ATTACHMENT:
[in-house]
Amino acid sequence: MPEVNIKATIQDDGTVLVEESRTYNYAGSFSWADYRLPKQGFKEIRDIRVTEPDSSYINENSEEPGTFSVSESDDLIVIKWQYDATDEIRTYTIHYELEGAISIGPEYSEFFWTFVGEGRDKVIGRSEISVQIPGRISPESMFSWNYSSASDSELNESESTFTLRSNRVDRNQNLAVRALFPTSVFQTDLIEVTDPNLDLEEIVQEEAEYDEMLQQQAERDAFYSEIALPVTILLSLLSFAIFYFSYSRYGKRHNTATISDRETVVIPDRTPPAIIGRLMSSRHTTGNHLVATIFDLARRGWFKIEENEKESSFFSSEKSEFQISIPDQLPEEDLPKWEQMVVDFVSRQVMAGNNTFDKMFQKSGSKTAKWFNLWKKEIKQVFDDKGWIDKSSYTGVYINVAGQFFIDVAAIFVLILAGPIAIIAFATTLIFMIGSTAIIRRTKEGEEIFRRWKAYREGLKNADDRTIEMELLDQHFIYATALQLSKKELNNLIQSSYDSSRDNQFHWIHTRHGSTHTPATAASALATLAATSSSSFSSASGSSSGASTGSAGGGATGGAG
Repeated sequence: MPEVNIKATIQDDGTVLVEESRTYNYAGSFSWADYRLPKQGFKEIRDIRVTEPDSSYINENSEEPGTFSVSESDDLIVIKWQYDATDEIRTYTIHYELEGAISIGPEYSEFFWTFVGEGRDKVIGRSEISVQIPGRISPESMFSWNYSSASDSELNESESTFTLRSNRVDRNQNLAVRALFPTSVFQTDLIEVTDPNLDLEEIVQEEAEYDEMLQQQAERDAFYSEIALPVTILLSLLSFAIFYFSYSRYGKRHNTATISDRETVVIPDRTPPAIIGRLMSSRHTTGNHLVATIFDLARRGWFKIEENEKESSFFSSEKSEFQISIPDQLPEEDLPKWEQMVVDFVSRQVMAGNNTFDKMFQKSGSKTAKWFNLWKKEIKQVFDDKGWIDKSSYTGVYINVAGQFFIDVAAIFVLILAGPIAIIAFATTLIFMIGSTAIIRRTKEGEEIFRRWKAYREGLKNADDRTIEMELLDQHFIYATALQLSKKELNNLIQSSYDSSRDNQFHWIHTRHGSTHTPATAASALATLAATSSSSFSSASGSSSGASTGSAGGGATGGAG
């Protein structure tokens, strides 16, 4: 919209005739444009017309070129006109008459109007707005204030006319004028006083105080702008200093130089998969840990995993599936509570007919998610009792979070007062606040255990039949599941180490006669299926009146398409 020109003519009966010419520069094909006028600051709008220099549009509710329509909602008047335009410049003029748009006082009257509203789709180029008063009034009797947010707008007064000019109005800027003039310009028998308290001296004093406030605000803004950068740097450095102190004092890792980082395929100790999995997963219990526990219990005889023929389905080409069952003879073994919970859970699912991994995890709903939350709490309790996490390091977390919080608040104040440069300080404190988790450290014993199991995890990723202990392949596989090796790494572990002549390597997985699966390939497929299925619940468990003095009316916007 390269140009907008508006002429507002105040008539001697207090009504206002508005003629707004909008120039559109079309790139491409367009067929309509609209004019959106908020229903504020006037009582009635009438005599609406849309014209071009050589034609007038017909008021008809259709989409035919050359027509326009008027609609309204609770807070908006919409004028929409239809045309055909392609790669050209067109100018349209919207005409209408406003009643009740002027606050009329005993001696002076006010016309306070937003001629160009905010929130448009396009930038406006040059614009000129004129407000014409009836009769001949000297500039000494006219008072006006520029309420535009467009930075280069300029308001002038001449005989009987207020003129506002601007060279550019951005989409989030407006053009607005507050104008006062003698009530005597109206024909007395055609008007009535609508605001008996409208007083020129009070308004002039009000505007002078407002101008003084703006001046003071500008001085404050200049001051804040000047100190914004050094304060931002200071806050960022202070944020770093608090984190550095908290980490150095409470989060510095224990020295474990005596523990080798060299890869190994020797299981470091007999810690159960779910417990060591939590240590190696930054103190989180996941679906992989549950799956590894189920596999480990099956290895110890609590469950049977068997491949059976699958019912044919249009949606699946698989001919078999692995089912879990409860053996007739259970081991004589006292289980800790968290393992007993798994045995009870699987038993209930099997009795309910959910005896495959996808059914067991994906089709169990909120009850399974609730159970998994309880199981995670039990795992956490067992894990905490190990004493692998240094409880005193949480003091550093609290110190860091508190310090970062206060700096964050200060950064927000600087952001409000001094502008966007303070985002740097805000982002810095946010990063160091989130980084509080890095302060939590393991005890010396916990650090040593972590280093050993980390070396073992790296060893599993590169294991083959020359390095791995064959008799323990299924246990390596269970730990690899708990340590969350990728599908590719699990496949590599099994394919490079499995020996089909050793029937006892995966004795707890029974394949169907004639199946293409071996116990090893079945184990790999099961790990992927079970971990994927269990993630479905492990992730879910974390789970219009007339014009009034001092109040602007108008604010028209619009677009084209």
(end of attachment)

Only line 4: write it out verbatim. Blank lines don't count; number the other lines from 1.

């Protein structure tokens, strides 16, 4: 919209005739444009017309070129006109008459109007707005204030006319004028006083105080702008200093130089998969840990995993599936509570007919998610009792979070007062606040255990039949599941180490006669299926009146398409 020109003519009966010419520069094909006028600051709008220099549009509710329509909602008047335009410049003029748009006082009257509203789709180029008063009034009797947010707008007064000019109005800027003039310009028998308290001296004093406030605000803004950068740097450095102190004092890792980082395929100790999995997963219990526990219990005889023929389905080409069952003879073994919970859970699912991994995890709903939350709490309790996490390091977390919080608040104040440069300080404190988790450290014993199991995890990723202990392949596989090796790494572990002549390597997985699966390939497929299925619940468990003095009316916007 390269140009907008508006002429507002105040008539001697207090009504206002508005003629707004909008120039559109079309790139491409367009067929309509609209004019959106908020229903504020006037009582009635009438005599609406849309014209071009050589034609007038017909008021008809259709989409035919050359027509326009008027609609309204609770807070908006919409004028929409239809045309055909392609790669050209067109100018349209919207005409209408406003009643009740002027606050009329005993001696002076006010016309306070937003001629160009905010929130448009396009930038406006040059614009000129004129407000014409009836009769001949000297500039000494006219008072006006520029309420535009467009930075280069300029308001002038001449005989009987207020003129506002601007060279550019951005989409989030407006053009607005507050104008006062003698009530005597109206024909007395055609008007009535609508605001008996409208007083020129009070308004002039009000505007002078407002101008003084703006001046003071500008001085404050200049001051804040000047100190914004050094304060931002200071806050960022202070944020770093608090984190550095908290980490150095409470989060510095224990020295474990005596523990080798060299890869190994020797299981470091007999810690159960779910417990060591939590240590190696930054103190989180996941679906992989549950799956590894189920596999480990099956290895110890609590469950049977068997491949059976699958019912044919249009949606699946698989001919078999692995089912879990409860053996007739259970081991004589006292289980800790968290393992007993798994045995009870699987038993209930099997009795309910959910005896495959996808059914067991994906089709169990909120009850399974609730159970998994309880199981995670039990795992956490067992894990905490190990004493692998240094409880005193949480003091550093609290110190860091508190310090970062206060700096964050200060950064927000600087952001409000001094502008966007303070985002740097805000982002810095946010990063160091989130980084509080890095302060939590393991005890010396916990650090040593972590280093050993980390070396073992790296060893599993590169294991083959020359390095791995064959008799323990299924246990390596269970730990690899708990340590969350990728599908590719699990496949590599099994394919490079499995020996089909050793029937006892995966004795707890029974394949169907004639199946293409071996116990090893079945184990790999099961790990992927079970971990994927269990993630479905492990992730879910974390789970219009007339014009009034001092109040602007108008604010028209619009677009084209």